London city council considers raises for elected officials

(Posted Nov. 26, 2017)

By Kristy Zurbrick, Madison Editor

London city council member Dick Minner introduced legislation calling for wage increases for the city’s elected officials and appointees. The last increase was in 2008.

“I think it’s time we adjusted the amount of money we pay elected officials,” Minner said at council’s Nov. 16 meeting.

If passed, the measure would grant a one-time 33 percent wage increase, effective Jan. 1, 2020, to the mayor, auditor, law director, treasurer, council president, council clerk, council members, and board of public utilities (BPU) members.

The new wages would be as follows:



Law director–$93,338


Council president–$8,000

Council clerk–$8,000

Council members–$6,667

BPU members–$6,667

Joe Mosier, safety service director, said the requested 33 percent increase is based on the combined increases the city’s unionized employees have received since 2008. The ordinance also calls for small raises for the positions of civil service chairman and civil service member, the annual wages for which would be $500 (up from $) and $400 (up from $350), respectively. The BPU and civil service positions are appointed, not elected.

Council member Josh Peters introduced legislation calling for an increase in salary ranges for department heads and non-union personnel. If passed, the new ranges would go into effect immediately and be as follows:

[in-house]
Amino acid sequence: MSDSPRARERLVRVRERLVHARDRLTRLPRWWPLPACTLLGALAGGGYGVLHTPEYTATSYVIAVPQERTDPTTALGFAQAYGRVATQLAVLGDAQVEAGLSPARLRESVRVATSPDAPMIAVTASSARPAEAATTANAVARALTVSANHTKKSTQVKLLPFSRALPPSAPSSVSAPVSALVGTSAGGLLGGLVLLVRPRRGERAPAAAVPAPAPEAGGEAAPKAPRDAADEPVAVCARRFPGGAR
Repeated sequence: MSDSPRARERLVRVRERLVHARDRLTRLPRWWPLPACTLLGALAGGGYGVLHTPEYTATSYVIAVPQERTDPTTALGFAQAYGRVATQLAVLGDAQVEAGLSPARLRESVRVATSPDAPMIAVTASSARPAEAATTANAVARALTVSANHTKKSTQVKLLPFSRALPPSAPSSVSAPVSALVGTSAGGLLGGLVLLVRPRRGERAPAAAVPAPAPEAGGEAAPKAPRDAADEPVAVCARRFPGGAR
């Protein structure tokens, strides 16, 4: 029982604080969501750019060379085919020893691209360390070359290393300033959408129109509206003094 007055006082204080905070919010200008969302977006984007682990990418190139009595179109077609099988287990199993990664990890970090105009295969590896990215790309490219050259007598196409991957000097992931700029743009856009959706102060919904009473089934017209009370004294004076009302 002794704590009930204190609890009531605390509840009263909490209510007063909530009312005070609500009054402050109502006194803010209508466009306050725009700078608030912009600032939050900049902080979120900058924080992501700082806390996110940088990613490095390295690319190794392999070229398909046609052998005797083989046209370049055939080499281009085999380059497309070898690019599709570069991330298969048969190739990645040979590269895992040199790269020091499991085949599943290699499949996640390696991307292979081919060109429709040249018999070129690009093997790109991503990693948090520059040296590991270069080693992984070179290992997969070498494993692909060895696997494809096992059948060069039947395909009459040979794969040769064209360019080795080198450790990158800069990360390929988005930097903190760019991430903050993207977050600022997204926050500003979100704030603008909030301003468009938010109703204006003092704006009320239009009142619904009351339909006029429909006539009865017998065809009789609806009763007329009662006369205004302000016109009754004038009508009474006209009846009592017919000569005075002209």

Safety service director–$58,294 to $77,681

Police chief–$57,276 to $76,324

Police captain–$55,208 to $73,568

Fire chief–$57,276 to $76,324

Recreation director–$37,020 to $49,332

Tax director–$10,000 to $60,453

Street superintendent–$45,366 to $60,453

Water superintendent–$45,366 to $60,453

Sanitation superintendent–$45,366 to $60,453

Utilities director–$42,236 to $56,283

Administration executive assistant–$35,802 to $47,708

The request comes as city’s unionized personnel are receiving wage increases, Peters said.

Council also held a first reading on next year’s budget. Council member Rex Castle said the proposal calls for more money for services to the community. Mayor Pat Closser said Census numbers show the city is growing and, therefore, the city needs to provide more services, from recreation to safety, to the citizens.

Closser thanked the finance committee for trusting in the administration’s vision when putting together the budget.

“This budget process is the best budget process I’ve been through with the city of London,” he said. He served on council for five years before being elected mayor two years ago. “I appreciate the teamwork.”

Castle noted that some changes are still in store for the proposed budget as healthcare costs are finalized and revenue predictions are honed.

In other business:

  • A Mexican restaurant, set to open in the Eagleton shopping center on Lafayette Street, applied for a liquor license.
  • The city bid farewell to Sgt. Ross Tipton, who retired after 27 years with the London Police Department, and to officer Laura Wilson who has secured employment elsewhere. Chief Glenn Nicol thanked Sgt. Joe Cox for his work on a random FBI audit, for which the department received a perfect score.
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